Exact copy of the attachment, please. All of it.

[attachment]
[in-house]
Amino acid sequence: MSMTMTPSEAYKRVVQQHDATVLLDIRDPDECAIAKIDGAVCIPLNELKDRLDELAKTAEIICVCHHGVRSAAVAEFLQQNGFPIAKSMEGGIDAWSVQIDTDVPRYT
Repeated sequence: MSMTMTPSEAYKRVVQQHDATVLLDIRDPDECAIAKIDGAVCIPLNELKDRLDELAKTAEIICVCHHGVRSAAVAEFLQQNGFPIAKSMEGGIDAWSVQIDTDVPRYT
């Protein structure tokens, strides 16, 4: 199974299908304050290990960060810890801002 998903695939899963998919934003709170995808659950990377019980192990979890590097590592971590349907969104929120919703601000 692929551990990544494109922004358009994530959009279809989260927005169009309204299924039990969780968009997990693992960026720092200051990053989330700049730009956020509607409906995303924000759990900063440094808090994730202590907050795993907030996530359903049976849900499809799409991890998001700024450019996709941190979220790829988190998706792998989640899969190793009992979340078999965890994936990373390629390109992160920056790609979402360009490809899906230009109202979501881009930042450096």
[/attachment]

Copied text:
[in-house]
Amino acid sequence: MSMTMTPSEAYKRVVQQHDATVLLDIRDPDECAIAKIDGAVCIPLNELKDRLDELAKTAEIICVCHHGVRSAAVAEFLQQNGFPIAKSMEGGIDAWSVQIDTDVPRYT
Repeated sequence: MSMTMTPSEAYKRVVQQHDATVLLDIRDPDECAIAKIDGAVCIPLNELKDRLDELAKTAEIICVCHHGVRSAAVAEFLQQNGFPIAKSMEGGIDAWSVQIDTDVPRYT
């Protein structure tokens, strides 16, 4: 199974299908304050290990960060810890801002 998903695939899963998919934003709170995808659950990377019980192990979890590097590592971590349907969104929120919703601000 692929551990990544494109922004358009994530959009279809989260927005169009309204299924039990969780968009997990693992960026720092200051990053989330700049730009956020509607409906995303924000759990900063440094808090994730202590907050795993907030996530359903049976849900499809799409991890998001700024450019996709941190979220790829988190998706792998989640899969190793009992979340078999965890994936990373390629390109992160920056790609979402360009490809899906230009109202979501881009930042450096």